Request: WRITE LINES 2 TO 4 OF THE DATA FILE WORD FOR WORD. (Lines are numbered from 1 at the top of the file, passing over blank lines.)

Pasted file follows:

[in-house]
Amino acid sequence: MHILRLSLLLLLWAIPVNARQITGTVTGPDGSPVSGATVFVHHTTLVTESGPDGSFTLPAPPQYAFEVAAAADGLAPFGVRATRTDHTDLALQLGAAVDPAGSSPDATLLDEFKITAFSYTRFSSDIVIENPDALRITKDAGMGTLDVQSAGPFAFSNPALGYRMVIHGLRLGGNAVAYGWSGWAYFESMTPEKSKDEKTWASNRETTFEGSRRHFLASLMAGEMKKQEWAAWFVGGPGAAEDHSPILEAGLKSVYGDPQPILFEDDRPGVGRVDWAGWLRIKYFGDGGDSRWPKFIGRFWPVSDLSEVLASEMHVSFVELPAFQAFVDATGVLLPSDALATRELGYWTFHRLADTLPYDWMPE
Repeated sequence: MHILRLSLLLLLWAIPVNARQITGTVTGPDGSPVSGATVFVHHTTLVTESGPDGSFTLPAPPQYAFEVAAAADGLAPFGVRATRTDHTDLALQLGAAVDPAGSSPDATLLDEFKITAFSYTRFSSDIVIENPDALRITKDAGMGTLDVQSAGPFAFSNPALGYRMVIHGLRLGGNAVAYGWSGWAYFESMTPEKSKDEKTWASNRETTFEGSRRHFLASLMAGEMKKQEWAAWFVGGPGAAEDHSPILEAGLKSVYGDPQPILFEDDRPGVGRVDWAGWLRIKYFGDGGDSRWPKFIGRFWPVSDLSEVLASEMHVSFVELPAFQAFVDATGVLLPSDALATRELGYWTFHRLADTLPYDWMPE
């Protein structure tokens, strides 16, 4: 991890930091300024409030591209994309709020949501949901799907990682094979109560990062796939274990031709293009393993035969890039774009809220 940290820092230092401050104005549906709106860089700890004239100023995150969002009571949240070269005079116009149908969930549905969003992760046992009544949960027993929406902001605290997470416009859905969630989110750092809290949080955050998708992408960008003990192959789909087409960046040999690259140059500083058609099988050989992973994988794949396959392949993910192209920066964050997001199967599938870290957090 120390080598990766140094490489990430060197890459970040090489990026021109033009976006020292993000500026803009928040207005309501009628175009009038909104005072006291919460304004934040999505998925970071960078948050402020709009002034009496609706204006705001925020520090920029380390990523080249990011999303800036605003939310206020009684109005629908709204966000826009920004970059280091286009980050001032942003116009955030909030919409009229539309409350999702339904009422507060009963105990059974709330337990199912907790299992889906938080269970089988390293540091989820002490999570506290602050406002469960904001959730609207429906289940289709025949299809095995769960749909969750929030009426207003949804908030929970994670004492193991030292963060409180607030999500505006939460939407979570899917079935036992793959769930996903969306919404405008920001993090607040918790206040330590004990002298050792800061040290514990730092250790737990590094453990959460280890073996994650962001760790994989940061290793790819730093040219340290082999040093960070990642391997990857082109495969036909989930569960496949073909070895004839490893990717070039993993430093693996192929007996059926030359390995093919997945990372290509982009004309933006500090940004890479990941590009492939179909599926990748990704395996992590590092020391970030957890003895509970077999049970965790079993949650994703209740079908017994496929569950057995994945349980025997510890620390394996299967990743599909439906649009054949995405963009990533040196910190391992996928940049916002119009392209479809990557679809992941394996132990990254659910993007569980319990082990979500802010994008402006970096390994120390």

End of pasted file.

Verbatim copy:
Amino acid sequence: MHILRLSLLLLLWAIPVNARQITGTVTGPDGSPVSGATVFVHHTTLVTESGPDGSFTLPAPPQYAFEVAAAADGLAPFGVRATRTDHTDLALQLGAAVDPAGSSPDATLLDEFKITAFSYTRFSSDIVIENPDALRITKDAGMGTLDVQSAGPFAFSNPALGYRMVIHGLRLGGNAVAYGWSGWAYFESMTPEKSKDEKTWASNRETTFEGSRRHFLASLMAGEMKKQEWAAWFVGGPGAAEDHSPILEAGLKSVYGDPQPILFEDDRPGVGRVDWAGWLRIKYFGDGGDSRWPKFIGRFWPVSDLSEVLASEMHVSFVELPAFQAFVDATGVLLPSDALATRELGYWTFHRLADTLPYDWMPE
Repeated sequence: MHILRLSLLLLLWAIPVNARQITGTVTGPDGSPVSGATVFVHHTTLVTESGPDGSFTLPAPPQYAFEVAAAADGLAPFGVRATRTDHTDLALQLGAAVDPAGSSPDATLLDEFKITAFSYTRFSSDIVIENPDALRITKDAGMGTLDVQSAGPFAFSNPALGYRMVIHGLRLGGNAVAYGWSGWAYFESMTPEKSKDEKTWASNRETTFEGSRRHFLASLMAGEMKKQEWAAWFVGGPGAAEDHSPILEAGLKSVYGDPQPILFEDDRPGVGRVDWAGWLRIKYFGDGGDSRWPKFIGRFWPVSDLSEVLASEMHVSFVELPAFQAFVDATGVLLPSDALATRELGYWTFHRLADTLPYDWMPE
């Protein structure tokens, strides 16, 4: 991890930091300024409030591209994309709020949501949901799907990682094979109560990062796939274990031709293009393993035969890039774009809220 940290820092230092401050104005549906709106860089700890004239100023995150969002009571949240070269005079116009149908969930549905969003992760046992009544949960027993929406902001605290997470416009859905969630989110750092809290949080955050998708992408960008003990192959789909087409960046040999690259140059500083058609099988050989992973994988794949396959392949993910192209920066964050997001199967599938870290957090 120390080598990766140094490489990430060197890459970040090489990026021109033009976006020292993000500026803009928040207005309501009628175009009038909104005072006291919460304004934040999505998925970071960078948050402020709009002034009496609706204006705001925020520090920029380390990523080249990011999303800036605003939310206020009684109005629908709204966000826009920004970059280091286009980050001032942003116009955030909030919409009229539309409350999702339904009422507060009963105990059974709330337990199912907790299992889906938080269970089988390293540091989820002490999570506290602050406002469960904001959730609207429906289940289709025949299809095995769960749909969750929030009426207003949804908030929970994670004492193991030292963060409180607030999500505006939460939407979570899917079935036992793959769930996903969306919404405008920001993090607040918790206040330590004990002298050792800061040290514990730092250790737990590094453990959460280890073996994650962001760790994989940061290793790819730093040219340290082999040093960070990642391997990857082109495969036909989930569960496949073909070895004839490893990717070039993993430093693996192929007996059926030359390995093919997945990372290509982009004309933006500090940004890479990941590009492939179909599926990748990704395996992590590092020391970030957890003895509970077999049970965790079993949650994703209740079908017994496929569950057995994945349980025997510890620390394996299967990743599909439906649009054949995405963009990533040196910190391992996928940049916002119009392209479809990557679809992941394996132990990254659910993007569980319990082990979500802010994008402006970096390994120390």